A:Ambient Pressure seem to have odd spikes on it, that seem to be related to “NO IDEA”
Normally on would not notice them, but if ambient Pressure is used to calculate some other more Visible variable, like Air speed,(in a more precise, study level simulation) then it becomes noticeably visibly on the Air speed Indicator…
Yes, one can FILTER the spiky Ambient Pressure, ( as we have been forced to do) but it might be better to eliminate the cause of the spikes in the first place,.
I am no weather expert, but I find it difficult to imagine large volumes of air, almost instantaneously accelerating up wards or downward as a result of convection… but I can imagine a Computer calculating such values, and not taking into account the mass of the air that is accelerating.
Some time ago I plotted out the vertical velocity of a light GA plane in MSFS, and found it had the same spiky, instantaneous acceleration and deceleration… and found I needed to also filter that to remove the high frequency component.
So, let me ask a Blunt question,
What are the chances of Asobo tracking down & fixing these spikes ?
I suspect, even if they do, its going to be a LOW priority ?
So if Dev want to move forward now, with these spikes removed (or at least greatly reduced to a level where they do not cause “Perceived” issues) then for the time being we will have to do some of our own filtering to correct this issue…
Persoanally, I’m fine with that, although it does add another level of complication, as then we cannot directly use the sim’s A:vars, but instead, have to use our own “Filterered” values.
Although its not clear to me how we can FORCE our own Filtered Turbulence back into the sim (any suggestions, anyone ? )
I tried to reproduce this issue and I don’t have any spike behaviors in the tests I did.
I monitored A:AMBIENT PRESSURE, hpa and sampling at 30ms or 100ms there aren’t any samples that deviate unexpectedly. I used JS within the game to sample the data. Samples generally moved at 0.1hpa or so between samples, not the potentially up to 20 as seen above.
I tried in the default Asobo C172 G1000 and in our HPG H145 helicopter. In both cases I flew in live weather over Los Angeles. I turned Turbulence on to Realistic and still didn’t see any change in the sample variation.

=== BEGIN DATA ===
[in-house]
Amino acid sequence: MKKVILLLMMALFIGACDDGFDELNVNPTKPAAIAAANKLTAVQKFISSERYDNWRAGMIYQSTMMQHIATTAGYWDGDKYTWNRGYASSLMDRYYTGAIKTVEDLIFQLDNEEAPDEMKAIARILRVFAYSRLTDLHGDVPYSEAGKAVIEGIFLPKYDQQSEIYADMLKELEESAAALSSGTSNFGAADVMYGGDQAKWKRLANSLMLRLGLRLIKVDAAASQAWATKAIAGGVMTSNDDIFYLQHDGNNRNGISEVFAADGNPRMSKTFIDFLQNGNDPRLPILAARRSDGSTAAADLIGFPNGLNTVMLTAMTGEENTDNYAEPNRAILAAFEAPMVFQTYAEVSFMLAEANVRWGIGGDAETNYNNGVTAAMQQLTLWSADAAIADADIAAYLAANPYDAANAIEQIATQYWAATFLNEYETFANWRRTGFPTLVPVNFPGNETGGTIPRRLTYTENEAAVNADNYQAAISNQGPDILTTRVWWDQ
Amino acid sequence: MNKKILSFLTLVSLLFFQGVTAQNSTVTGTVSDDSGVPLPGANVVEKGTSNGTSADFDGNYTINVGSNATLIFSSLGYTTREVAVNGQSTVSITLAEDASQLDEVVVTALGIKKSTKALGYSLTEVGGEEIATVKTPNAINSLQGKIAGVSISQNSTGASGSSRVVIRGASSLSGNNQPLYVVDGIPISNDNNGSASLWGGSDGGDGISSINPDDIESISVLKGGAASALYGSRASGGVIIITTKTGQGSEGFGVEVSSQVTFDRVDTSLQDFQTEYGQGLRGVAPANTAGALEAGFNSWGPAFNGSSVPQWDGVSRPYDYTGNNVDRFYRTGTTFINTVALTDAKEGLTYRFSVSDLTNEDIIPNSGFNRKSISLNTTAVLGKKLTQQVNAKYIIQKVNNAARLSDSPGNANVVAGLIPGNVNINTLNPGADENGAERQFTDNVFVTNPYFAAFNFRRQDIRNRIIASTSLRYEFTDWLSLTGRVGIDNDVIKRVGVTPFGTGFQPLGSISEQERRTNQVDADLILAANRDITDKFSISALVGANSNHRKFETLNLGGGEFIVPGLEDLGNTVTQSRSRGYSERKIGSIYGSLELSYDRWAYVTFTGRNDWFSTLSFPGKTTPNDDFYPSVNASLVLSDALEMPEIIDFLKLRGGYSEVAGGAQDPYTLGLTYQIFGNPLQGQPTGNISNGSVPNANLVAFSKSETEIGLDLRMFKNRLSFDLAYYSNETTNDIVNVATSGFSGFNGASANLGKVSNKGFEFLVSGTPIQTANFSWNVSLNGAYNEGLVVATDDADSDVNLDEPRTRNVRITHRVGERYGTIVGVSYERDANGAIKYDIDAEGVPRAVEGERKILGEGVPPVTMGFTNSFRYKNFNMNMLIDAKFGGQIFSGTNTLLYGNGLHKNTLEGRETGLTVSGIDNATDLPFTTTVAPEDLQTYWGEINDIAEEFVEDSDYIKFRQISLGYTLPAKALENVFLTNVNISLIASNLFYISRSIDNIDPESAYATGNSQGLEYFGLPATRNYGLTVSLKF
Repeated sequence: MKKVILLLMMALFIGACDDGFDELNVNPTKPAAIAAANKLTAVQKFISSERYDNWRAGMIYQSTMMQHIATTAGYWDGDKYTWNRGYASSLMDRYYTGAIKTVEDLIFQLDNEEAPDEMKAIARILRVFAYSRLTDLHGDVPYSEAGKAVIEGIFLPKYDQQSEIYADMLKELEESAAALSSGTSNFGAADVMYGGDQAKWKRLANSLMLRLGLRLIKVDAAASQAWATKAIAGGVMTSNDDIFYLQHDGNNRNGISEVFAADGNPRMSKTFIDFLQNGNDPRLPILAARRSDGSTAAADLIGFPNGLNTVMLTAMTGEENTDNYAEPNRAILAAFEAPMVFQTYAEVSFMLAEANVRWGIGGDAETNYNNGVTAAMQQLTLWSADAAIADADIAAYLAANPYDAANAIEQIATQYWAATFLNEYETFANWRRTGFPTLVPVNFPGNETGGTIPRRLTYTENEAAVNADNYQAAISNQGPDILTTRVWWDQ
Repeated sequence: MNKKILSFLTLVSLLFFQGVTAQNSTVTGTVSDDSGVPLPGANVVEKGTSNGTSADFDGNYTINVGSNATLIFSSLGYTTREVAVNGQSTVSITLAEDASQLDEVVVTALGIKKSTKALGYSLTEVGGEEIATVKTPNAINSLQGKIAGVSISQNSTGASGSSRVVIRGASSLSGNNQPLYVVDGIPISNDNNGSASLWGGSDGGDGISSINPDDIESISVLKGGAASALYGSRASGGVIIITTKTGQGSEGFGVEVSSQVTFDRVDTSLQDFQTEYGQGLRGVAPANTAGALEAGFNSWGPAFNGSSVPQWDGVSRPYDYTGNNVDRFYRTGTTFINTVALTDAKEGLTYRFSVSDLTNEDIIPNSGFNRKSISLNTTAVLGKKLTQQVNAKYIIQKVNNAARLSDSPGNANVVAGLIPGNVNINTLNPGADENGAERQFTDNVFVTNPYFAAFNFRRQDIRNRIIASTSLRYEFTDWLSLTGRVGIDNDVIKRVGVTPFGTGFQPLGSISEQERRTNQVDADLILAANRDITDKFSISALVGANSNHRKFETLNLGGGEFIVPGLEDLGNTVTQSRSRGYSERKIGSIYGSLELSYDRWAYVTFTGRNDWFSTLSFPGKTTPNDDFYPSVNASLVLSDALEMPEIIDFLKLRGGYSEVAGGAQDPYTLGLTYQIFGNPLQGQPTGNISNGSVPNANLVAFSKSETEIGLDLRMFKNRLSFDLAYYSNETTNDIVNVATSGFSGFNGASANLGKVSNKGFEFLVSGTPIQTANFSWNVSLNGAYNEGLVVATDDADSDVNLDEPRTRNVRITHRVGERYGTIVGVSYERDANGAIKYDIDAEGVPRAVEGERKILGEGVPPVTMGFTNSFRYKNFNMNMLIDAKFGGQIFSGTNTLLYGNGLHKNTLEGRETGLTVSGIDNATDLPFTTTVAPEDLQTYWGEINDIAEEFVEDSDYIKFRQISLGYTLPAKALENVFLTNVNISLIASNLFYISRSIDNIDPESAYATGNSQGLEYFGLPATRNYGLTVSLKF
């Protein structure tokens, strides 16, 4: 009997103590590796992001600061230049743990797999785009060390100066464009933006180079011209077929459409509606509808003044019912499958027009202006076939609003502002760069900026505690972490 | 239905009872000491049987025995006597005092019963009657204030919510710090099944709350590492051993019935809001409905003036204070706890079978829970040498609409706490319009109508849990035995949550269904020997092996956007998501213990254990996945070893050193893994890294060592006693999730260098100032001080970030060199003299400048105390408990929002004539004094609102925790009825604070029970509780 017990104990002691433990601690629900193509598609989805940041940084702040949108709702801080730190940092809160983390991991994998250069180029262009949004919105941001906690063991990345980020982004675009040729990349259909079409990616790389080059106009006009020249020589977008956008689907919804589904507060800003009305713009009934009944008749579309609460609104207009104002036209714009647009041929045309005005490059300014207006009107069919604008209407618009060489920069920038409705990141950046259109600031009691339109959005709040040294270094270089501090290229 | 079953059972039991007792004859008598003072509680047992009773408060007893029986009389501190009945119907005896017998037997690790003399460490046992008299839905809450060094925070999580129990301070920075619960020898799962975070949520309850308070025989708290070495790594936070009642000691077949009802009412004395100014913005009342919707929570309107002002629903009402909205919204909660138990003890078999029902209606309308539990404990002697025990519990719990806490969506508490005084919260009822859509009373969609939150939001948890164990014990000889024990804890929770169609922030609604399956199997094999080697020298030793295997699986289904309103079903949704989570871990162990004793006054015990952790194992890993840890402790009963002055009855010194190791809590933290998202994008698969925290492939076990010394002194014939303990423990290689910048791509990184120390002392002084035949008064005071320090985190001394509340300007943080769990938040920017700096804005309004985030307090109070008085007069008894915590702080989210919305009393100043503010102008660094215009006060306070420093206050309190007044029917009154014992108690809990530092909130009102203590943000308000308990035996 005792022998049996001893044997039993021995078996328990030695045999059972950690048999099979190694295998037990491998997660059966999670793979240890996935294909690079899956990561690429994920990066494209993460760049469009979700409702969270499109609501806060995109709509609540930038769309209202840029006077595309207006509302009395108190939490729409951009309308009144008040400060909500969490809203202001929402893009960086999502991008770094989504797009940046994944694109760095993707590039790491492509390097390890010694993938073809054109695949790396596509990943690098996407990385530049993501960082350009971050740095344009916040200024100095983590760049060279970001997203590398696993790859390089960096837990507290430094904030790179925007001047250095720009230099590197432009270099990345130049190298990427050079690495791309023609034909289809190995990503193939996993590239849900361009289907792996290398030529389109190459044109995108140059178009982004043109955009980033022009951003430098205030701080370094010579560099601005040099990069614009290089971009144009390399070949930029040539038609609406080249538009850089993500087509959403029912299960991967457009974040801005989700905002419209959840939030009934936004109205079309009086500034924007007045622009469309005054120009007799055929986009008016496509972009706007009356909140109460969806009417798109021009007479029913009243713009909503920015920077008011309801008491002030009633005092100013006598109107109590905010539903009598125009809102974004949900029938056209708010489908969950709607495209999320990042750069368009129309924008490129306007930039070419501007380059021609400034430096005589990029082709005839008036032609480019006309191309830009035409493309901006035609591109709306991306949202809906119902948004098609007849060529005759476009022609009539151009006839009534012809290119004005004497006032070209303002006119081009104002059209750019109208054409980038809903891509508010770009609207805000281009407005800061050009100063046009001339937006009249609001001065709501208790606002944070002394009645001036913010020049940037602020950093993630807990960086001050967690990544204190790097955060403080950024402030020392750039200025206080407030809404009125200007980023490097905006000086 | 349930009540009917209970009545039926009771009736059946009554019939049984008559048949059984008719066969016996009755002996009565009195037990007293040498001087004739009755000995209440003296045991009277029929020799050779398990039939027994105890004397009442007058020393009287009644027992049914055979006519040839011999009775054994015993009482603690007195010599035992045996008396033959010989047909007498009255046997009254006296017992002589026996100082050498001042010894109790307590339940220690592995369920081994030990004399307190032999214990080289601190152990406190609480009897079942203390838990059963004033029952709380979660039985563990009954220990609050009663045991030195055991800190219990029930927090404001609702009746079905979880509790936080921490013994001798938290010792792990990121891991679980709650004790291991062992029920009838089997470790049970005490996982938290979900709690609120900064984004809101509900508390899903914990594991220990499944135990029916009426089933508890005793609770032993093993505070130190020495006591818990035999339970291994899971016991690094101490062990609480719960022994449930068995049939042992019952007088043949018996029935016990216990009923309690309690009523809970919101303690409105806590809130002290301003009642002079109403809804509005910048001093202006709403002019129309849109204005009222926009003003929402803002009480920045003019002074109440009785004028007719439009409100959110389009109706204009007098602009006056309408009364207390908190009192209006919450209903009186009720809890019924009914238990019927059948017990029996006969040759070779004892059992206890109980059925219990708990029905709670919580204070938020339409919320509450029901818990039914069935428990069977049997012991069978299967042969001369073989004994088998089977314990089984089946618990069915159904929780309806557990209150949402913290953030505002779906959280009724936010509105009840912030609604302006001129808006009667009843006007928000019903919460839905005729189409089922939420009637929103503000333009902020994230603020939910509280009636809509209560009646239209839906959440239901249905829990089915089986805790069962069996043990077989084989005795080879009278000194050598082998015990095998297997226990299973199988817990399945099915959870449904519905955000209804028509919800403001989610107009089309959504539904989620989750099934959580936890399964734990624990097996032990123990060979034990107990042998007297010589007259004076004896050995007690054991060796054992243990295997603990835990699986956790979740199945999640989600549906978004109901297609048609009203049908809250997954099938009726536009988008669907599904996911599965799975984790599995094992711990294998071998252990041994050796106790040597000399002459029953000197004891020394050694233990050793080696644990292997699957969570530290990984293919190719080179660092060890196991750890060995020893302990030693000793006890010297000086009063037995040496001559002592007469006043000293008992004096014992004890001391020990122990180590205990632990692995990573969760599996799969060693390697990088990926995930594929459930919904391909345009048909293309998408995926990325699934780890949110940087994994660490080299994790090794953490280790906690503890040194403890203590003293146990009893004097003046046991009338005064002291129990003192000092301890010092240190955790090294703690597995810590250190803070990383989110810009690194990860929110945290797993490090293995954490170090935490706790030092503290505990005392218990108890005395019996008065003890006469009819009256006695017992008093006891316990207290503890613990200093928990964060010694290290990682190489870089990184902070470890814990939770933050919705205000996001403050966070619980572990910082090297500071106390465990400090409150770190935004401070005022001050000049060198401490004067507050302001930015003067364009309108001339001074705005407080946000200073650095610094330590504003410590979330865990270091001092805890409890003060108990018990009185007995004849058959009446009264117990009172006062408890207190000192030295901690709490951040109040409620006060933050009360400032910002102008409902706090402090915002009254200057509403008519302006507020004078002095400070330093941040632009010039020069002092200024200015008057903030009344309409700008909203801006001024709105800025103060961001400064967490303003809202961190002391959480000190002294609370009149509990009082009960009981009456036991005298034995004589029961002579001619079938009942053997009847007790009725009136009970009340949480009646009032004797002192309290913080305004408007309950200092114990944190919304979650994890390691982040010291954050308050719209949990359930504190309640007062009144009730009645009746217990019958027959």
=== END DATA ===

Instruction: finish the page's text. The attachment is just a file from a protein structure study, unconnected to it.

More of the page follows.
If we can isolate this and create repro steps that would be the main hurdle to filing an actionable bug report.
1st of all THANK YOU Dave, for taking time to try to reproduce this.
It occurs in all panes that I have tested, so I do not think it is a Plane issue…
It only occurs over small, specific Pressure ranges, so to reproduce it, you have to monitor the ambient pressure, and you slowly climb, and then stop the climb when you start to see the spikes.
You will only be able to do this in AP, unless you have exceptional hand flying skills, so I strongly suggest you use the AP, and climb at a slow rate, till you hit a band of ambient pressure where this occurs.
As I type this , I realize that I should go back and check if the Interval between spikes is a function of speed, ie moving from one weather cell to another.
It is probably only an issue if you use ambient pressure in another calculation, whose result may then inherit the spikes, ie IAS, and you see a slight twitch on the airspeed.
Filtering the ambient pressure before you use it, can then reduce these spikes on your calculated output, to a negligible amount., but it would be nice to know why the spikes are there in the 1st place, and possibly have them removed at source, rather than having to filter them out
I set the helicopter to climb at 100fpm at 80kias from about 0 MSL to FL300 while taking 200ms pressure samples. No spikes that I can find so far. This would have been just default weather.
@N6722C what are you using within simconnect? Is it SIMCONNECT_PERIOD_SIM_FRAME and SIMCONNECT_DATA_REQUEST_FLAG_CHANGED? Maybe the issue is that I’m sampling at a regular rate and you’re getting samples delivered by the engine itself based on the internal data changing.
Look at the scale I am using … The spikes are only about 10 pascals in amplitude, but that is enough to show a noticeable jump in any analogue gauge that is using ambient Pressure as part of its displayed calculation., UNLESS that input ambient pressure is SMOOTHED/FILTERED